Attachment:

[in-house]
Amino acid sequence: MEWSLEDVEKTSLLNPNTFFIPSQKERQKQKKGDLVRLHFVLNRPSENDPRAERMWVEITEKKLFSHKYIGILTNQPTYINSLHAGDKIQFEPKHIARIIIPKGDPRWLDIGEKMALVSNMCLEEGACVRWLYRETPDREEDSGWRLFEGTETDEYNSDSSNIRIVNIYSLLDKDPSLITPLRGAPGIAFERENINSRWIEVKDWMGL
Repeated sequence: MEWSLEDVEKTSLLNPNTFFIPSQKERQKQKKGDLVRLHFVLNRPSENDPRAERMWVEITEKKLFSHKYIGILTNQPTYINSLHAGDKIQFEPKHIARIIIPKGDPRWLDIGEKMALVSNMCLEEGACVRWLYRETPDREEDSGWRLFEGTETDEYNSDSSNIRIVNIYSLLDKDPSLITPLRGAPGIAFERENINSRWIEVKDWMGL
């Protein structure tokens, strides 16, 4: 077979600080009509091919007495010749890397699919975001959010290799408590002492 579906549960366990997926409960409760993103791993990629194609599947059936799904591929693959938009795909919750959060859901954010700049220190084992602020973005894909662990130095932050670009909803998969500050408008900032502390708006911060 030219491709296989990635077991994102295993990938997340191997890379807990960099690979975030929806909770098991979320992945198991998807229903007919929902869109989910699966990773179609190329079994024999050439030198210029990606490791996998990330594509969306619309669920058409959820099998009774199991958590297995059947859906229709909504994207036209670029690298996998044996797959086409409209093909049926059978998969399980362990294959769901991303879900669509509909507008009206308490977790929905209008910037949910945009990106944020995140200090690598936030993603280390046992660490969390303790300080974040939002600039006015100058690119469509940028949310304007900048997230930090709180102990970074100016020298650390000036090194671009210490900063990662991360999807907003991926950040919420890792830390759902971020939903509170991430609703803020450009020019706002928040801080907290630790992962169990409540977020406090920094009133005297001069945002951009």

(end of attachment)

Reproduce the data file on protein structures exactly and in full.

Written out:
[in-house]
Amino acid sequence: MEWSLEDVEKTSLLNPNTFFIPSQKERQKQKKGDLVRLHFVLNRPSENDPRAERMWVEITEKKLFSHKYIGILTNQPTYINSLHAGDKIQFEPKHIARIIIPKGDPRWLDIGEKMALVSNMCLEEGACVRWLYRETPDREEDSGWRLFEGTETDEYNSDSSNIRIVNIYSLLDKDPSLITPLRGAPGIAFERENINSRWIEVKDWMGL
Repeated sequence: MEWSLEDVEKTSLLNPNTFFIPSQKERQKQKKGDLVRLHFVLNRPSENDPRAERMWVEITEKKLFSHKYIGILTNQPTYINSLHAGDKIQFEPKHIARIIIPKGDPRWLDIGEKMALVSNMCLEEGACVRWLYRETPDREEDSGWRLFEGTETDEYNSDSSNIRIVNIYSLLDKDPSLITPLRGAPGIAFERENINSRWIEVKDWMGL
């Protein structure tokens, strides 16, 4: 077979600080009509091919007495010749890397699919975001959010290799408590002492 579906549960366990997926409960409760993103791993990629194609599947059936799904591929693959938009795909919750959060859901954010700049220190084992602020973005894909662990130095932050670009909803998969500050408008900032502390708006911060 030219491709296989990635077991994102295993990938997340191997890379807990960099690979975030929806909770098991979320992945198991998807229903007919929902869109989910699966990773179609190329079994024999050439030198210029990606490791996998990330594509969306619309669920058409959820099998009774199991958590297995059947859906229709909504994207036209670029690298996998044996797959086409409209093909049926059978998969399980362990294959769901991303879900669509509909507008009206308490977790929905209008910037949910945009990106944020995140200090690598936030993603280390046992660490969390303790300080974040939002600039006015100058690119469509940028949310304007900048997230930090709180102990970074100016020298650390000036090194671009210490900063990662991360999807907003991926950040919420890792830390759902971020939903509170991430609703803020450009020019706002928040801080907290630790992962169990409540977020406090920094009133005297001069945002951009």